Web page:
I am a Tolkien addict. I love anything that starts with J.R.R. Ever since I first read The Hobbit in 7th grade, I fell in love with the world of Tolkien. Between reading and imagination, I probably spent more of my adolescent years in Middle Earth than I did in the real world. Something about Tolkien’s intense love for beauty and simplicity spoke to me a in a profound way.
So in high school, when I heard the books were finally becoming movies, I politely lost my mind. To be able to see Tolkien’s world portrayed on the big screen was something for which I could hardly wait. And to be honest, I was not disappointed. The look and feel of Peter Jackson’s depiction of Middle Earth was nothing short of breath-taking. Of course, like most big fans of Tolkien, I struggled with some of the story choices made by Jackson, but overall, I thought the films did enough to preserve the original story.
Then I saw The Hobbit: The Desolation of Smaug.
Okay, to be fair, my struggle began with The Hobbit: An Unexpected Journey, but it wasn’t until the second film that I realized how much Jackson had deviated from the original book. I was nothing short of mortified. Without going into much detail (spoilers!), the choices made my Jackson from plot line to character development had, in my opinion, old John Ronald Ruel turning over in his grave. This wasn’t a retelling of a classic story, it was a new story except the ONLY things that had not been changed were the names and places. Sort of a bizzaro world Dragnet.
This post is not about all the differences between the book and movie, so don’t’ worry. I am not going to go on a prolonged tirade as only the most avid fans can muster (not that I’m tempted, of course). What I am really interested here is the asking the question of what responsibility does a filmmaker have when retelling an existing story?
It happens all the time. We Americans love our movies and many of us would rather spend a couple of hours in a movie theater than read a book cover to cover. My own fingers weep as they typed the former sentence, but it is true. So that means a lot of books have been and will be made into movies. And, as in any case of going from one medium to another, changes need to be made to fit the medium. I think most of us can agree with that.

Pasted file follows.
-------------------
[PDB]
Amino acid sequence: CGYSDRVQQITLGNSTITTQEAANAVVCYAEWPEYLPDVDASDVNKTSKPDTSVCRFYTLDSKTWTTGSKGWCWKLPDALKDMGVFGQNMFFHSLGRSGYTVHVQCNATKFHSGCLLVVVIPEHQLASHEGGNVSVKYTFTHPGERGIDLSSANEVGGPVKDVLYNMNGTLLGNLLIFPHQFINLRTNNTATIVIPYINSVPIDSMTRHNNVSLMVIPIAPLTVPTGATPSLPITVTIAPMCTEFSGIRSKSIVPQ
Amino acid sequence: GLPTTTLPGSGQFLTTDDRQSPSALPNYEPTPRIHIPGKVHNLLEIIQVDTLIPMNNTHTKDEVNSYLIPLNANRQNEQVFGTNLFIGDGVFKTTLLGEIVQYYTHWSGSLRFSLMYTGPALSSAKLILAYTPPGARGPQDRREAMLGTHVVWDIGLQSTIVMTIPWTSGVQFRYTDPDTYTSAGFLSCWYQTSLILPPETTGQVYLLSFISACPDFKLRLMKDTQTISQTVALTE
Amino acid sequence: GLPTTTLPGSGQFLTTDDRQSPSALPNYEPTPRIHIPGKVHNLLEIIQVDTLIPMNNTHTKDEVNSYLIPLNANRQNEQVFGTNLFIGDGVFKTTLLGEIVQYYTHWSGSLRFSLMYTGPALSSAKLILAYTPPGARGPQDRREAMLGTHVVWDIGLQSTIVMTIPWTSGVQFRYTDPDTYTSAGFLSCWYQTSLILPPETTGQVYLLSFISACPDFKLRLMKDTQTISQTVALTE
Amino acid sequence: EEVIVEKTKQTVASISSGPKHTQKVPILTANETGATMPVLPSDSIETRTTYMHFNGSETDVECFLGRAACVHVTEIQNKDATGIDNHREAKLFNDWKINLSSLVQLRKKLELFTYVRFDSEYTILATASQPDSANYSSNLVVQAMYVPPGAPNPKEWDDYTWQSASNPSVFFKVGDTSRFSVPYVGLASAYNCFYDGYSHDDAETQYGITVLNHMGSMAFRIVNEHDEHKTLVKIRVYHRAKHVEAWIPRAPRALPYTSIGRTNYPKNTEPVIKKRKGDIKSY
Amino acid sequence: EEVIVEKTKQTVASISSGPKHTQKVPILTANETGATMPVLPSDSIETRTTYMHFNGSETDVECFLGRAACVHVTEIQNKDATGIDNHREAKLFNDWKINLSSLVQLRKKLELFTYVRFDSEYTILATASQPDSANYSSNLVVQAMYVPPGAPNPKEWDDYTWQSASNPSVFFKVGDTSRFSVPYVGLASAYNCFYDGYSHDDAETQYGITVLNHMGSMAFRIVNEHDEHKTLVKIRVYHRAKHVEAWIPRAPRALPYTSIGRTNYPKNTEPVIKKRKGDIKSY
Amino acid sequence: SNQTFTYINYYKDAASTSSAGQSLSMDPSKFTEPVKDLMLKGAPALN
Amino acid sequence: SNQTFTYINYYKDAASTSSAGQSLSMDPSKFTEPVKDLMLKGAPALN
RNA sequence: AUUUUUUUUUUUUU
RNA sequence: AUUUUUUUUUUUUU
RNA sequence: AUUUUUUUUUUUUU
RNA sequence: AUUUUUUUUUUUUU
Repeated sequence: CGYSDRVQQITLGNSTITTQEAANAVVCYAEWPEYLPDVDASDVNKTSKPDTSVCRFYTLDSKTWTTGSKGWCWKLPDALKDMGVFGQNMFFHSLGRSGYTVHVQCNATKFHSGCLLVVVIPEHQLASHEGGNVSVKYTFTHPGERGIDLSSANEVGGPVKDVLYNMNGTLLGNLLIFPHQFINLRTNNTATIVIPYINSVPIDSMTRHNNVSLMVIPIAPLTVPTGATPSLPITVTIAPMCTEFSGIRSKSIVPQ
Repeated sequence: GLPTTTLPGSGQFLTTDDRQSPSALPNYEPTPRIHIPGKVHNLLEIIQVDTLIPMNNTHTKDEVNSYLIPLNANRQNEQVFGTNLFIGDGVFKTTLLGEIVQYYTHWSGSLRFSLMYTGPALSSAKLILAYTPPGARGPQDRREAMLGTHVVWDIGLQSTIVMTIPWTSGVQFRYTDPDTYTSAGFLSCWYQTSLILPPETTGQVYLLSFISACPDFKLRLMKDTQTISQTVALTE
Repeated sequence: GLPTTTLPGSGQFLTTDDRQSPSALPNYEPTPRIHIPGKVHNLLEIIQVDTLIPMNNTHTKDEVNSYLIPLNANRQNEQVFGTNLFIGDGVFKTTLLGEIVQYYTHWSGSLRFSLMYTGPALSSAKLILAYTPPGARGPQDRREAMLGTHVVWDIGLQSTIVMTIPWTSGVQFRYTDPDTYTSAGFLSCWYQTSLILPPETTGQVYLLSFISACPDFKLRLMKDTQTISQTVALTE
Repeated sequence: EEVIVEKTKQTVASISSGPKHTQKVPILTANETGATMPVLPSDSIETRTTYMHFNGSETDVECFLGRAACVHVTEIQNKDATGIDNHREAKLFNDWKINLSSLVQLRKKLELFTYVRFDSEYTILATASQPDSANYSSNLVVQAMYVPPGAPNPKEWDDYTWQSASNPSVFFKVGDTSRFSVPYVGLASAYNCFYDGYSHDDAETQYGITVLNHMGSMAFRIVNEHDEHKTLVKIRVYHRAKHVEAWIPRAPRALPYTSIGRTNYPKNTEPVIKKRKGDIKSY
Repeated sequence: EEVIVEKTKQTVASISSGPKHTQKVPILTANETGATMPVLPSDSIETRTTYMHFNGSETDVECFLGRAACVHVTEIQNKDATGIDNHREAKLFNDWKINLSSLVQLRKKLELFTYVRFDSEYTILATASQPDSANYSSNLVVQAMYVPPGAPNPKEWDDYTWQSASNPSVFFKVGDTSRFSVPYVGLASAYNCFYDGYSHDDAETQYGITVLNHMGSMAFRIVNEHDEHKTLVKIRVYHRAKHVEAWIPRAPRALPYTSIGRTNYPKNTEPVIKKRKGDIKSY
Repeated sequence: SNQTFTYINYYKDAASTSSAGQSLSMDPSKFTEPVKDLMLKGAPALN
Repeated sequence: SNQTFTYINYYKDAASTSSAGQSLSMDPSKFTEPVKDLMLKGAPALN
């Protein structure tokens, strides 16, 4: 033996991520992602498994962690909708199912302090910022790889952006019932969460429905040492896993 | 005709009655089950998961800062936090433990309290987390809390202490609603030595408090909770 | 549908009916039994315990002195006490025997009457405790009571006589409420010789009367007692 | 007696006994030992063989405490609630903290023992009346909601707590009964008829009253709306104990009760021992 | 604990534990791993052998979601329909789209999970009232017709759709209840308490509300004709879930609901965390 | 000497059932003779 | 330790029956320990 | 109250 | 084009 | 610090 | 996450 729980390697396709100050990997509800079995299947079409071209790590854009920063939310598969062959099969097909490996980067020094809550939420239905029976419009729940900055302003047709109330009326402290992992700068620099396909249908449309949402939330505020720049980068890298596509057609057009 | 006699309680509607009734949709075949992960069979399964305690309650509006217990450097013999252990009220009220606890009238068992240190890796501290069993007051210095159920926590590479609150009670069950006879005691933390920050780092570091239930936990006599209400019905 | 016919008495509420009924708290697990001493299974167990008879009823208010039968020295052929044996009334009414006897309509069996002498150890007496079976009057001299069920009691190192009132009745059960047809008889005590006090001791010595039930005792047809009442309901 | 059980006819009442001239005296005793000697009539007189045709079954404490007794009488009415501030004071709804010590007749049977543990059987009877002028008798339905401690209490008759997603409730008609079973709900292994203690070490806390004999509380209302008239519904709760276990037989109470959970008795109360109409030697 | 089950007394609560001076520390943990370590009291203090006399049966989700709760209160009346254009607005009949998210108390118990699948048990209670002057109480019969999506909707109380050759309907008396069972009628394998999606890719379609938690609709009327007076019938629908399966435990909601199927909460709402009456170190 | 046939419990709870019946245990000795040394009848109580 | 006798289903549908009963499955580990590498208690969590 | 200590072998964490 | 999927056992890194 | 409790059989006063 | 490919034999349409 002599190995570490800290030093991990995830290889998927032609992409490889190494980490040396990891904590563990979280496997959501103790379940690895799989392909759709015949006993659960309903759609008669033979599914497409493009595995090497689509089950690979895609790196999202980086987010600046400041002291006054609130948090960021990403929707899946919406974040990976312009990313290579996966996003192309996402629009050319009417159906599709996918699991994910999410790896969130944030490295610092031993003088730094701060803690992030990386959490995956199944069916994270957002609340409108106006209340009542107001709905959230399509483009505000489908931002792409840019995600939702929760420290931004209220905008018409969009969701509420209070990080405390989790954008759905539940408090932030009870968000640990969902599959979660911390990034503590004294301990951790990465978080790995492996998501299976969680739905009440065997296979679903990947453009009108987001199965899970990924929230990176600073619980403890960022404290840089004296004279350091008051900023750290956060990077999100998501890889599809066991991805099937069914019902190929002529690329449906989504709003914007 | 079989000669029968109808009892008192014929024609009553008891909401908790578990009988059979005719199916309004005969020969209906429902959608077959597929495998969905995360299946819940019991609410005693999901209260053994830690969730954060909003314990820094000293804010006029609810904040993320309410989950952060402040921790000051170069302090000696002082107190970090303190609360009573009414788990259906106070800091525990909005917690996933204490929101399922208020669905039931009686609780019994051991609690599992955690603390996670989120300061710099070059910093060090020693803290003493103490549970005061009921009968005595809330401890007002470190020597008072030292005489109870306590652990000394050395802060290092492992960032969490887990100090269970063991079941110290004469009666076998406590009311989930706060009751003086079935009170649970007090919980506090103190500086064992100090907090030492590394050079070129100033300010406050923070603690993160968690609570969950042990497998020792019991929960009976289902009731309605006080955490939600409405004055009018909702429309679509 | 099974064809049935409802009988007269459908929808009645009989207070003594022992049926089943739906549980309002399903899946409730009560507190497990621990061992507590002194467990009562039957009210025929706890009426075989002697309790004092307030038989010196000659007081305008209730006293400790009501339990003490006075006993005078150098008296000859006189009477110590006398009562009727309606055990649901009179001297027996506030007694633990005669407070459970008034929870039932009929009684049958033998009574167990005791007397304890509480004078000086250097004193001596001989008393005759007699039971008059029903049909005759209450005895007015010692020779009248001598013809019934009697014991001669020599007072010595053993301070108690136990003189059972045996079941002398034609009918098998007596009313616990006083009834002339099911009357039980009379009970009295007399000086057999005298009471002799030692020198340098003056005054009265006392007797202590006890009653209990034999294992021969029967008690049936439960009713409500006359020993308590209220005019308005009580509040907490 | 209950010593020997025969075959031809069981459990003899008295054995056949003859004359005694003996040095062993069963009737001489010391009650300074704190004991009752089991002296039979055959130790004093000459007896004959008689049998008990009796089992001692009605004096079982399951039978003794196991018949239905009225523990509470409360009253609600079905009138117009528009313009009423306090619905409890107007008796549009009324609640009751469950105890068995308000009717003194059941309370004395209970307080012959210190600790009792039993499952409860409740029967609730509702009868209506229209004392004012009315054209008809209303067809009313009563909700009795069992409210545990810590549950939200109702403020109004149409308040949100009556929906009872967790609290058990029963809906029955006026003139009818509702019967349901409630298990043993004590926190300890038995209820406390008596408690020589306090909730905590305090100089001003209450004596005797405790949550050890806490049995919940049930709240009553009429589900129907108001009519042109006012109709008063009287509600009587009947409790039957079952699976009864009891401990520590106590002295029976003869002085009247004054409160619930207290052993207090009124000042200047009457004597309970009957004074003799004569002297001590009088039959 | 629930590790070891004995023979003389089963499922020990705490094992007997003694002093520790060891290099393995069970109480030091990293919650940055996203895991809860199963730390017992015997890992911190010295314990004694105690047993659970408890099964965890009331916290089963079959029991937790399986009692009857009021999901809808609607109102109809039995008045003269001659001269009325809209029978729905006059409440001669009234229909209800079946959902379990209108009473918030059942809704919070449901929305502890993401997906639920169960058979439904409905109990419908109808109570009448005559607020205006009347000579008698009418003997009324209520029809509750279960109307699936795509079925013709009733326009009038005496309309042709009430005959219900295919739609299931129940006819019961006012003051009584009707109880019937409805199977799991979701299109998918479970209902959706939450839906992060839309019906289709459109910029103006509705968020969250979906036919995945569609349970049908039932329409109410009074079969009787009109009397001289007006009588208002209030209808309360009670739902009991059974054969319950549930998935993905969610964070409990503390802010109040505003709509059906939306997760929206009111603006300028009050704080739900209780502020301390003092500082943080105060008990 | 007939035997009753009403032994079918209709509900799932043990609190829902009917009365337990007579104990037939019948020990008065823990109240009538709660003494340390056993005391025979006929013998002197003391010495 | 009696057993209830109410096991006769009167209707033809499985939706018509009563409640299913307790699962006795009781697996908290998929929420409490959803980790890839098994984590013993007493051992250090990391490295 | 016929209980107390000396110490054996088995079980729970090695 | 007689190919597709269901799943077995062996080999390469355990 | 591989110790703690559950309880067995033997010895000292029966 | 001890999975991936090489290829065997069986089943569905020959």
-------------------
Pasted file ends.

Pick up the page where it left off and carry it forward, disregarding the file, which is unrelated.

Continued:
But how far does one go? Where is the line from massaging the story for the big screen to changing the purpose and meaning behind the story? Here are my thoughts. The line exists when the moral of the story changes. All stories have morals, or in other words, what is being taught by the story? It may be that there is nothing to learn. That can be a moral in itself. Or it may be very overt. For instance, the story of King Midas teaches us about the dangers of greed. However, I believe every fictionalized story has some sort of moral and when one retells the same story, in all the massaging and changing from page to picture, that moral should translate, otherwise it is not the same story.
In my opinion, the retelling of the Hobbit loses the intended moral. Tolkien’s original story is about a young Hobbit who doesn’t know his own potential and ends up finding it the most unlikely of places. First, it is found in the dangerous goblin caves. Then it is found in the eerie Mirkwood, fending off giant spiders. Finally, it is found deep in the dragon’s lair. This climaxes in a beautiful prose by Tolkien, in which he describes Bilbo, about to take the first step down into the unknown dark leading to Smaug’s residence, as being the most difficult he had ever done. Tolkien teaches us that courage is not about being a hardened warrior or brave champion. True courage is found in the simple, yet terrifying task of taking the first step into the unknown.
This moment, what I would argue is the moral of whole story, is simply glossed over in the film. Jackson seems too excited to get to the “exciting” stuff: The dragon, the gold, the fighting, and the fire. But in doing so, the point is missed in my opinion.
Movies are not books. Profound, I know. I get that changes need to be implemented when going from the written word to the silver screen. Sometimes these changes are subtle, other times they are huge. However, when the all the changes leave out the moral, I argue then the story’s identity has been changed. It is like switching out the engine of a muscle car. If you take the V8 out of a Mustang and replace with a 4 cylinder, is really still a mustang?